Thai tofu cakes – attempt #1

We never finish a block of tofu in one meal, so often have a bit of frozen tofu on hand. As I mentioned in a previous post, tofu keeps well in the freezer – and after you thaw it, squeeze the water out of it, and crumble it, you’re left with a chewy, porous protein that absorbs flavors well.

One thing I’ve been meaning to try with it for a while is something similar to Thai fish cakes, and I made my first attempt at that this weekend.

The result was a bit too bready, and the flavors were less strong than I like them, so this recipe isn’t quite ready for company yet – but it did make for a tasty, hearty lunch, and went well with sliced cucumber (tossed in rice vinegar, honey, red pepper & cilantro dressing with a pinch of salt).

Thai tofu cakes - attempt #1

Thai tofu cakes (serves 2)

 Ingredients

  • 8 oz tofu, frozen, thawed, squeezed then crumbled (see image below)
  • 1 Tbsp fish sauce (or soy sauce)
  • 2 Tbsp grated ginger
  • 1 tsp red curry paste
  • 2 Tbsp cilantro, finely chopped
  • 1 Serrano pepper, seeded and finely chopped
  • 1 scallion, finely sliced
  • 2 eggs, lightly beaten
  • About 12 Tbsp panko or fine breadcrumbs
  • 2 Tbsp cooking oil
  • 1 lime
  • 4 Tbsp Thai sweet chili sauce

Directions

  • Toss tofu with fish sauce, grated ginger, and red curry paste.
  • Add in the cilantro, Serrano pepper, scallion and eggs, and mix well.
  • Mix in the breadcrumbs, 1 tablespoon at a time, until the mixture is sticky enough to form patties.
  • Make 4 patties, and place them in the fridge for 10 minutes, to allow them to set.
  • Heat oil in a skillet over medium heat.
  • Cook patties until they are golden brown – about three minutes per side.
  • Serve hot, with Thai sweet chili sauce.
Tofu: frozen, thawed, squeezed and crumbled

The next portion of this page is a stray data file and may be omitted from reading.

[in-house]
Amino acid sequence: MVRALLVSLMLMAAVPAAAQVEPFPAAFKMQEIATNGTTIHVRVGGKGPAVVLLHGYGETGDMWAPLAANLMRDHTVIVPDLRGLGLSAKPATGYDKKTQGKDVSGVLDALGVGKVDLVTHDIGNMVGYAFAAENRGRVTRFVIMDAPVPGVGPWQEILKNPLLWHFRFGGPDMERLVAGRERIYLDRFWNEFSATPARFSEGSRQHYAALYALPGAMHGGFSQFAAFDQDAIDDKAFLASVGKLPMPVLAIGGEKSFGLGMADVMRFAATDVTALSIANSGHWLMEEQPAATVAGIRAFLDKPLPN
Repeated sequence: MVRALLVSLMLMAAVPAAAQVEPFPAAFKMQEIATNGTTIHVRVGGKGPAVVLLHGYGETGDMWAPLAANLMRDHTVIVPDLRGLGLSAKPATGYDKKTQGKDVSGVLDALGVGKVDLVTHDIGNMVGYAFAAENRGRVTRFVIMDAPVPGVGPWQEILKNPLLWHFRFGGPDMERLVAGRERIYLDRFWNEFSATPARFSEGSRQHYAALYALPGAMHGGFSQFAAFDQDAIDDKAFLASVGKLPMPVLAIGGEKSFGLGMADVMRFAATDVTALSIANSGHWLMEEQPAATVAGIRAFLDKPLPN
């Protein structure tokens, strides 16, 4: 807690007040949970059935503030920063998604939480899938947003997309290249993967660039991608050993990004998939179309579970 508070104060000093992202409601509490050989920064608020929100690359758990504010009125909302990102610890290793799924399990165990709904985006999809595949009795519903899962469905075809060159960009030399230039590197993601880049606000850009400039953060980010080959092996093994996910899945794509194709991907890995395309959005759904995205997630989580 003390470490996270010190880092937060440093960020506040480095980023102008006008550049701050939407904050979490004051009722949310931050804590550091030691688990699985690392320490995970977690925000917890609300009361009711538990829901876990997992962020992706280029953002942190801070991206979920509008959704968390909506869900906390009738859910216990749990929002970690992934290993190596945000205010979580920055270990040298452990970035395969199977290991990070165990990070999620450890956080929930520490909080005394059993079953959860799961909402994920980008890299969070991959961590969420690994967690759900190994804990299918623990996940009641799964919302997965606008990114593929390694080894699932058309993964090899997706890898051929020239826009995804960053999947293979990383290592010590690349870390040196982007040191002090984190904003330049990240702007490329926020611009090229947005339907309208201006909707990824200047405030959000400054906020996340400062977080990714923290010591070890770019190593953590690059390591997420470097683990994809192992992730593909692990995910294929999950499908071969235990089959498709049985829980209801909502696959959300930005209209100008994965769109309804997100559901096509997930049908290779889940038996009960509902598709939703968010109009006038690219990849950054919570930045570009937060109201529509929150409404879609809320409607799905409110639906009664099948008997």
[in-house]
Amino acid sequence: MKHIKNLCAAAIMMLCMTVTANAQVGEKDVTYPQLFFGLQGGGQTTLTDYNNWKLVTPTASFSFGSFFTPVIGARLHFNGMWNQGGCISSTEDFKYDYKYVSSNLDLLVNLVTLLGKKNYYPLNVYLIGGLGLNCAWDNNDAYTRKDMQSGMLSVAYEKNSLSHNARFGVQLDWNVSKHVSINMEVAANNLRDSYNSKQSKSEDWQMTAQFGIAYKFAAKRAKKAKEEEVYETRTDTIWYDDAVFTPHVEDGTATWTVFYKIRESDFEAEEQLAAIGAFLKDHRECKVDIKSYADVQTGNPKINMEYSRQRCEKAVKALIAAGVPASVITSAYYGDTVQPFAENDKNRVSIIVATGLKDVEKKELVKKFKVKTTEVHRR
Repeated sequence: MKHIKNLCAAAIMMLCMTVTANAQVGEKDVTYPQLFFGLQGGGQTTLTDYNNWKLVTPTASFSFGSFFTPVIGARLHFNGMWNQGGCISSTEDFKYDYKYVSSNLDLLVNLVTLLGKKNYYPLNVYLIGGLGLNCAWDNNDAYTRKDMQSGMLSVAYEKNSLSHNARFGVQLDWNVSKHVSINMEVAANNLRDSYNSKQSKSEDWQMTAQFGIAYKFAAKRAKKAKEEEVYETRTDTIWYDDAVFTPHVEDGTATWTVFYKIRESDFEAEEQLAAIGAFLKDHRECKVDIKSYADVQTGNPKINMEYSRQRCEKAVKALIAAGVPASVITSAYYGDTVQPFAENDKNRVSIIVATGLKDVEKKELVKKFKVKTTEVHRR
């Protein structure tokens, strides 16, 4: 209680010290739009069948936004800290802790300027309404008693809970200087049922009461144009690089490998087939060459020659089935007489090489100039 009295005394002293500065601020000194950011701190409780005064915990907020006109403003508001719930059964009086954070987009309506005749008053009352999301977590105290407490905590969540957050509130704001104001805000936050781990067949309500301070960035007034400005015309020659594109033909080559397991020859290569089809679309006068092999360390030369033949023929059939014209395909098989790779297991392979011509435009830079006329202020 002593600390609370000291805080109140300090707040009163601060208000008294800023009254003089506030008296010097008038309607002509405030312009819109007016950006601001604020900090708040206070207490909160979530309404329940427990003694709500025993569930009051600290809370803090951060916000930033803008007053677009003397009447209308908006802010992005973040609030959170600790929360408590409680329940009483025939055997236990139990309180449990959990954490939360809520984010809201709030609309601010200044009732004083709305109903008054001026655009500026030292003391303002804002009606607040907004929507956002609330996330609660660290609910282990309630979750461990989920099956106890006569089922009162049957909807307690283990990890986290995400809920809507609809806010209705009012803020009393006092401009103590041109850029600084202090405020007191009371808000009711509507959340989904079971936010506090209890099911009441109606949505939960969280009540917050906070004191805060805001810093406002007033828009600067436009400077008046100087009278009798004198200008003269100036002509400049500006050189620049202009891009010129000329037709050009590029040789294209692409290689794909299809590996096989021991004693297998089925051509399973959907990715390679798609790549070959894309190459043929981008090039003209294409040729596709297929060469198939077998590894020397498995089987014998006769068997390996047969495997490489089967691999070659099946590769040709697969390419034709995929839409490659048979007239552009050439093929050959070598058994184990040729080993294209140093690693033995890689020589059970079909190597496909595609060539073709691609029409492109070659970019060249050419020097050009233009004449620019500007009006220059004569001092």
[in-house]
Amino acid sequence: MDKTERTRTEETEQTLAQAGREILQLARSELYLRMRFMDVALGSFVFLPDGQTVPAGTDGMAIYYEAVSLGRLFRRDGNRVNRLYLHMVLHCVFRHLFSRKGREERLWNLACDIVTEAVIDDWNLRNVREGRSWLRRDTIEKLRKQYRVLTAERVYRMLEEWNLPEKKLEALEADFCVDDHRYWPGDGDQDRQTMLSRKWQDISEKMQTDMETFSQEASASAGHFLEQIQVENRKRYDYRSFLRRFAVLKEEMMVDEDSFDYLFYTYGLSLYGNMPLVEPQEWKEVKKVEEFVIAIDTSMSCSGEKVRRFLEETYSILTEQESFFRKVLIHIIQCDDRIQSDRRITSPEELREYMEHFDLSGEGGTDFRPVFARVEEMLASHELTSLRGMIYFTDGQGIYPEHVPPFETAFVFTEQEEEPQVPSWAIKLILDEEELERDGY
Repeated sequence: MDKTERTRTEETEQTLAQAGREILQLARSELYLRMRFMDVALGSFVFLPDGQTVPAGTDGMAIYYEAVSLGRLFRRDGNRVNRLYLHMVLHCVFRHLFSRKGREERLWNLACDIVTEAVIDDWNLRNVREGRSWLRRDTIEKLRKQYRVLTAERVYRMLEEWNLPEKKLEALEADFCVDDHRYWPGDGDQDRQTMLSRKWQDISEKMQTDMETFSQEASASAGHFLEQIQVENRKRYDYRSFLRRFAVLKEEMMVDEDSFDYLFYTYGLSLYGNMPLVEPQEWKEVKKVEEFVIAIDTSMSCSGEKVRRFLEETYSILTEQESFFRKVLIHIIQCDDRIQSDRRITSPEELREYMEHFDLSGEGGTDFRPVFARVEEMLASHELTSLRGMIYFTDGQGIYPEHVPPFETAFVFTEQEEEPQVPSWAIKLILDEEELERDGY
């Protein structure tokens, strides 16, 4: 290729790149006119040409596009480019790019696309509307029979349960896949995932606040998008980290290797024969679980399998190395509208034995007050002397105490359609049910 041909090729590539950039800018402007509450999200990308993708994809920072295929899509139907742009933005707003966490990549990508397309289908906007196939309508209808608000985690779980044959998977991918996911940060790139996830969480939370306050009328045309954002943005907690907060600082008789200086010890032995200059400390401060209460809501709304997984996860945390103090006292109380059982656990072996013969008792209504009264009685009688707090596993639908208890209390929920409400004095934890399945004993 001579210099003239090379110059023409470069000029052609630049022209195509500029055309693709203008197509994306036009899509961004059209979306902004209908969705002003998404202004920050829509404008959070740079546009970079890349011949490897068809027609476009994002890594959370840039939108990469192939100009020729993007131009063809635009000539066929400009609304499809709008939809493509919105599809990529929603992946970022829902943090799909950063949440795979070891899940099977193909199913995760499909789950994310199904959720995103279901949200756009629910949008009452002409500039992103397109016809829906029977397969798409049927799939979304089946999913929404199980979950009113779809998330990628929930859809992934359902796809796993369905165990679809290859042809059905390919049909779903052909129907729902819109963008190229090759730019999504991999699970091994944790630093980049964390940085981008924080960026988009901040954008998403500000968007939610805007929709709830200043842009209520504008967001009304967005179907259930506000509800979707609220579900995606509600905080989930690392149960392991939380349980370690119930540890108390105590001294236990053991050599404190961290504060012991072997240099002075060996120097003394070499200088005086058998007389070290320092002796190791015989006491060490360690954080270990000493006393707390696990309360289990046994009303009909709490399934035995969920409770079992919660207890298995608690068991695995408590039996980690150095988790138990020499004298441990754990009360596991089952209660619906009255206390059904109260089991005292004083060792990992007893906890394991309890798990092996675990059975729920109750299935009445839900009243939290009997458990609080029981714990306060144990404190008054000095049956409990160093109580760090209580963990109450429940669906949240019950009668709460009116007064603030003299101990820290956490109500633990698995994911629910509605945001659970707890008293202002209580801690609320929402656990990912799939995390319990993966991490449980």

Tofu: frozen, thawed, squeezed and crumbled

Watermelon rind is food too

Watermelon rind has it tough. It lives next to sweet, pink, refreshing fruit that can be eaten as is, or easily become the base of colorful drinks, salsas, granitas and soups. How many of us even acknowledge rind as food? How many of us stop eating when we reach the unsexy, white, flavorless stuff? How many rinds end their lives needlessly in landfill?

Too many to contemplate.

But watermelon rind is food too, and there’s no reason to throw it away, or even compost anything but the hard, dark green skin (less than a millimeter thick). Although the rind is not as flavorful as the rest of the fruit, it is slightly sweet and has a firm, crisp texture that holds up well to cooking. It can be incorporated into the aforementioned drinks, salsas, granitas and soups — but also does well on it’s own in both sweet and savory concoctions.

Watermelon rind chutney

Take that, sexy, pink, attention-grabbing watermelon flesh

I’ve been in the mood for Indian food lately, so when I found myself with 10 cups of watermelon rind earlier this week (harvested from a 7 pound watermelon), I decided to use it to make chutney. The recipe is below, and the result is a spicy, sweet, sour, aromatic condiment that makes a perfect accompaniment to Indian food, meat dishes or strong cheeses.

Watermelon Rind Chutney

Ingredients

Cubed watermelon rind

Cubed watermelon rind

  • 10 cups watermelon rind, diced in ¾ inch cubes with dark green skin removed
  • 2 cups raisins
  • 2 serrano peppers with seeds, minced
  • ½ cup ginger, skinned and coarsely chopped
  • 1½ Tbsp garlic, coarsely chopped
  • 1 tsp red pepper
  • ¾ tsp cinnamon powder
  • 
½ tsp cardamom
  • ½ tsp ginger powder
  • ¼ tsp powdered cloves
  • 1 tsp salt
  • 2 cups cider vinegar
  • ¼ cup lime juice
  • 1½ cups sugar

Directions

  • Place watermelon rind, raisins, serrano peppers, ginger, garlic, red pepper, cinnamon powder, cardamom, ginger powder, powdered cloves, salt and half of the vinegar in a large pot.
  • Add enough water to just cover the fruit, and give everything a good stir.
  • Bring the liquid to a boil, then immediately reduce heat to low.
  • Cook on low heat for 1 hour, stirring occasionally, until the rinds take on a translucent quality.
  • Add in the rest of the vinegar, the lime juice and the sugar, and stir until sugar dissolves.
  • Bring the liquid to a gentle boil, and, stirring frequently, continue to boil until the liquid has the consistency of jam.
  • Put the chutney in a sterilized jar.

This chutney will stay fresh for several months in the refrigerator.

Fun facts
Reduction in food waste per batch of chutney 10 cups
… and if every household in the US makes 1 batch Over 9.6 million cubic feet
Volume of the Washington Monument About 1 million cubic feet